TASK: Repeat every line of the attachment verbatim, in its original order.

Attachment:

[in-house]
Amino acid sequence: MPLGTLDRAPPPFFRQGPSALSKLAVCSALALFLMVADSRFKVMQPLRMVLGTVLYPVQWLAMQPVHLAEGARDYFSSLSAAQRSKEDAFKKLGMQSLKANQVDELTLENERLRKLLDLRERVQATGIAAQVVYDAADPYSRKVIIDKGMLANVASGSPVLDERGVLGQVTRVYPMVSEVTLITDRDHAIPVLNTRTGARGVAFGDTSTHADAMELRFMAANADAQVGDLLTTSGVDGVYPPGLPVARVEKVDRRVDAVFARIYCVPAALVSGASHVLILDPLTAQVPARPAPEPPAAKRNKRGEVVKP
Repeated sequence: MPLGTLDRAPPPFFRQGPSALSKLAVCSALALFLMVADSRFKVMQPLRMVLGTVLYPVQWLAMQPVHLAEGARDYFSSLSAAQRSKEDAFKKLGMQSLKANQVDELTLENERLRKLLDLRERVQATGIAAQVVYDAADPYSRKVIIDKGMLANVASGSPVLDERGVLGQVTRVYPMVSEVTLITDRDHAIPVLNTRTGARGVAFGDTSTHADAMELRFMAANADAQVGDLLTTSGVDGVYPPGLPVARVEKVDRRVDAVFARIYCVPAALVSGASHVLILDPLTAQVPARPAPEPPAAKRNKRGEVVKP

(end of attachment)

[in-house]
Amino acid sequence: MPLGTLDRAPPPFFRQGPSALSKLAVCSALALFLMVADSRFKVMQPLRMVLGTVLYPVQWLAMQPVHLAEGARDYFSSLSAAQRSKEDAFKKLGMQSLKANQVDELTLENERLRKLLDLRERVQATGIAAQVVYDAADPYSRKVIIDKGMLANVASGSPVLDERGVLGQVTRVYPMVSEVTLITDRDHAIPVLNTRTGARGVAFGDTSTHADAMELRFMAANADAQVGDLLTTSGVDGVYPPGLPVARVEKVDRRVDAVFARIYCVPAALVSGASHVLILDPLTAQVPARPAPEPPAAKRNKRGEVVKP
Repeated sequence: MPLGTLDRAPPPFFRQGPSALSKLAVCSALALFLMVADSRFKVMQPLRMVLGTVLYPVQWLAMQPVHLAEGARDYFSSLSAAQRSKEDAFKKLGMQSLKANQVDELTLENERLRKLLDLRERVQATGIAAQVVYDAADPYSRKVIIDKGMLANVASGSPVLDERGVLGQVTRVYPMVSEVTLITDRDHAIPVLNTRTGARGVAFGDTSTHADAMELRFMAANADAQVGDLLTTSGVDGVYPPGLPVARVEKVDRRVDAVFARIYCVPAALVSGASHVLILDPLTAQVPARPAPEPPAAKRNKRGEVVKP